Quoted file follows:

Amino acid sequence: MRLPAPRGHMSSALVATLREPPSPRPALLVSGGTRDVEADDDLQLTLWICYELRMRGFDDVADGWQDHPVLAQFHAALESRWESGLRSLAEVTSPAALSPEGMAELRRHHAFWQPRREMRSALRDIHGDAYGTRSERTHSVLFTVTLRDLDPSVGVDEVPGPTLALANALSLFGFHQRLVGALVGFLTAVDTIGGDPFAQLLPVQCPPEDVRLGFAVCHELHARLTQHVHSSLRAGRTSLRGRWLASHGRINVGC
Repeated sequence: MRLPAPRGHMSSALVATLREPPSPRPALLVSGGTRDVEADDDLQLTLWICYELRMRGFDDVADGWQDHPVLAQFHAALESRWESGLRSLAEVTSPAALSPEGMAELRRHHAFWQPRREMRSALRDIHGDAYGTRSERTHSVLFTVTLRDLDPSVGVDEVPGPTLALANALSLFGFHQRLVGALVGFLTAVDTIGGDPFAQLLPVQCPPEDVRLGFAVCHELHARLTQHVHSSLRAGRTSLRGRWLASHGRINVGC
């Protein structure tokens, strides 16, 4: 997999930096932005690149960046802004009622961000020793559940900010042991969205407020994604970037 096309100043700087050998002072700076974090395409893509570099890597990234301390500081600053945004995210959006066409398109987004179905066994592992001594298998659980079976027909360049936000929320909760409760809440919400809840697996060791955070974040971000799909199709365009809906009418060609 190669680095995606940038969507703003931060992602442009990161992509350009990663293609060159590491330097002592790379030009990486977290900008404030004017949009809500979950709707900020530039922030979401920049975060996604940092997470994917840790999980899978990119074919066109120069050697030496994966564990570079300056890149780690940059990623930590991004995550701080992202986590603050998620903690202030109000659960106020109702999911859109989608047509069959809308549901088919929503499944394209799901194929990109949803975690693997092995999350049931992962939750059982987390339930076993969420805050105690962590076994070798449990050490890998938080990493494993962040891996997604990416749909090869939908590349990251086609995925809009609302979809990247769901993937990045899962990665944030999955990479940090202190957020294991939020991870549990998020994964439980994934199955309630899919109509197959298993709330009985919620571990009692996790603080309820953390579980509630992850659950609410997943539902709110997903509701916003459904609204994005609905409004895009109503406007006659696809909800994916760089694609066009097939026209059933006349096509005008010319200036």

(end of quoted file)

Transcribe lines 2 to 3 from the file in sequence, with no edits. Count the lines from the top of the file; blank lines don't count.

Repeated sequence: MRLPAPRGHMSSALVATLREPPSPRPALLVSGGTRDVEADDDLQLTLWICYELRMRGFDDVADGWQDHPVLAQFHAALESRWESGLRSLAEVTSPAALSPEGMAELRRHHAFWQPRREMRSALRDIHGDAYGTRSERTHSVLFTVTLRDLDPSVGVDEVPGPTLALANALSLFGFHQRLVGALVGFLTAVDTIGGDPFAQLLPVQCPPEDVRLGFAVCHELHARLTQHVHSSLRAGRTSLRGRWLASHGRINVGC
């Protein structure tokens, strides 16, 4: 997999930096932005690149960046802004009622961000020793559940900010042991969205407020994604970037 096309100043700087050998002072700076974090395409893509570099890597990234301390500081600053945004995210959006066409398109987004179905066994592992001594298998659980079976027909360049936000929320909760409760809440919400809840697996060791955070974040971000799909199709365009809906009418060609 190669680095995606940038969507703003931060992602442009990161992509350009990663293609060159590491330097002592790379030009990486977290900008404030004017949009809500979950709707900020530039922030979401920049975060996604940092997470994917840790999980899978990119074919066109120069050697030496994966564990570079300056890149780690940059990623930590991004995550701080992202986590603050998620903690202030109000659960106020109702999911859109989608047509069959809308549901088919929503499944394209799901194929990109949803975690693997092995999350049931992962939750059982987390339930076993969420805050105690962590076994070798449990050490890998938080990493494993962040891996997604990416749909090869939908590349990251086609995925809009609302979809990247769901993937990045899962990665944030999955990479940090202190957020294991939020991870549990998020994964439980994934199955309630899919109509197959298993709330009985919620571990009692996790603080309820953390579980509630992850659950609410997943539902709110997903509701916003459904609204994005609905409004895009109503406007006659696809909800994916760089694609066009097939026209059933006349096509005008010319200036």